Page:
Apache Solr: Extensible, Clustered Search Server Built on Lucene
The Apache Solr project, an open source enterprise search server based on Apache Lucene, recently released version 1.3. InfoQ spoke with Solr creator Yonik Seeley to learn more about this release, and also about what capabilities Solr offers to end users.
Seeley began by describing the target audience as "Pretty much anyone that needs a search box, faceted browsing (guided navigation) or a combination of the two", and identified the key features of Solr as:
- Standards-based open interfaces - XML, JSON and HTTP are supported for querying the Solr search server and retrieving results
- Easy administration - Solr servers can be administered via an HTML interface, server statistics are exposed via JMX, and Solr configuration is done via XML
- Faceted search - query results are automatically broken into categories
- Integrated hit highlighting - matching words are automatically highlighted in the search results
- Scalability - fast incremental updates and snapshot distribution/replication to other servers
- Extensible plugin architecture - new capabilities (such as custom request processors and query result formatting) can be easily added into a Solr server as a plugin
Seeley also indicated that the major new features in this release are:
- Distributed search - indexes can now be transparently broken into multiple shards, a single Solr server can now support multiple indexes with their own configuration and schema, and major configuration changes can be made without bringing down the Solr server
- Expanded query capabilities - This includes a new Java client (SolrJ) and several new features such as direct configuration of which documents appear first for specific queries, more-like-this, search timeouts, date faceting and spell checking
- Enhanced data import tool - databases and other structured data sources can now be imported, and mapping and transformation can be done on the imported values
- More custom extension points - there is a new update processor chain which allows modification or redirecting of documents during indexing, a search component chain which modifies or adds to query results, customer query parsers and pluggable functions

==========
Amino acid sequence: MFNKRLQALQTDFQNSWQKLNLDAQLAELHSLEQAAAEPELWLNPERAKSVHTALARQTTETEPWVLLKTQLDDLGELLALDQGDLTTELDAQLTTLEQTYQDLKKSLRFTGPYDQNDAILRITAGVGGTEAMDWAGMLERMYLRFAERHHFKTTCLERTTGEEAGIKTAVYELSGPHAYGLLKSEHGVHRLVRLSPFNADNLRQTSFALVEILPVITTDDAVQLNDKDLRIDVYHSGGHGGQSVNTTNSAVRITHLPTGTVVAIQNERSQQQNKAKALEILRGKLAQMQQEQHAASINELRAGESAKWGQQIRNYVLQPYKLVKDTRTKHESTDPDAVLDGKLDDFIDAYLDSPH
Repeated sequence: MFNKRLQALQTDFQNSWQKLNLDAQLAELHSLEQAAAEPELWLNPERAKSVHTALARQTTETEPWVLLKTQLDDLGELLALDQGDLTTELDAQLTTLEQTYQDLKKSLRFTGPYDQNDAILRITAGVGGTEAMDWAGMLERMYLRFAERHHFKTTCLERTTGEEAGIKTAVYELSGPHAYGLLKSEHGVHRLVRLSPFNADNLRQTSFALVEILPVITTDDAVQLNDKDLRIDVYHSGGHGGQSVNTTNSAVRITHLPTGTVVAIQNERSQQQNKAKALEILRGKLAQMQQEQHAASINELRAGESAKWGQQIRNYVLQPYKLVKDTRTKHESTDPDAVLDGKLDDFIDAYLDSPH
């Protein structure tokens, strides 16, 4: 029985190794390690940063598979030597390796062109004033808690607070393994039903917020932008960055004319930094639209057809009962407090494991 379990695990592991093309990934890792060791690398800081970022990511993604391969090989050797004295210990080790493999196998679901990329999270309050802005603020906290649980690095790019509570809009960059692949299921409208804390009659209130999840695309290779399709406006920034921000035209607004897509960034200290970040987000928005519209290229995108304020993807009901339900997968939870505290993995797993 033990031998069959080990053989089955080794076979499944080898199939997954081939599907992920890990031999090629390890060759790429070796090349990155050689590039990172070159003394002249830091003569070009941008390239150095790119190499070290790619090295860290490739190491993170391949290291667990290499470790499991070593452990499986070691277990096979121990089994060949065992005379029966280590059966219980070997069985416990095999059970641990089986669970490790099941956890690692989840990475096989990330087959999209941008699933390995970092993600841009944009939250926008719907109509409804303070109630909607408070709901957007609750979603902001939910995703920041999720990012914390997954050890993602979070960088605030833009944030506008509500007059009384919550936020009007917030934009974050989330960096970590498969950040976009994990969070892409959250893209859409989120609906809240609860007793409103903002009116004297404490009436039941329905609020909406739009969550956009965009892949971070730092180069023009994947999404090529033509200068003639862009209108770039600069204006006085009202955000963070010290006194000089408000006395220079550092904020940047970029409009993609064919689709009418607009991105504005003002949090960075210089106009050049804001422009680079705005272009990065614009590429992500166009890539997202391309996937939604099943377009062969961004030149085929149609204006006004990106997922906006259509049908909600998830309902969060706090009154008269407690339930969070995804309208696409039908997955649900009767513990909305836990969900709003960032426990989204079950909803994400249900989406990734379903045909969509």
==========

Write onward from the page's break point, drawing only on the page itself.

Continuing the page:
- Performance enhancements - greatly increased indexing speed, a binary response format and a much faster delete-by query have been incorporated
A comprehensive changelog is also available.
Seeley spoke in more detail about the scaling, capacity and relevance features of Solr, saying:
Solr is already deployed with collection sizes in the hundreds of millions of documents, and with the addition of distributed search, Solr should be able to handle billion document collections.
Solr has excellent full text relevancy, building on Lucene and easily providing term proximity boosting, recent document boosting, editorial boosting, and even custom scoring based on arbitrary functions of numeric field values.
AOL is using Solr to power it's channels: Music, NFL Sports, AOL Recipes, Reference Center, Real Estate and Autos being several examples. Solr also powers the search features of Netflix, Zappos, Gamespot, and the Internet Archive. There are *many* other big users I'm aware of that haven't publicly stated their use.
When asked about future plans for Solr, Seeley indicated that greater scalability, easier configuration and management of large cluster, location-based and realtime search and a refactoring to use Spring for configuration of plugins was on the horizon. Seeley also pointed out a mailing list post in which he discussed the future plans for Solr in more detail, in particular around the 2.0 timeframe.
John Krewson, Steve Ropa and Matt Badgley Nov 24, 2014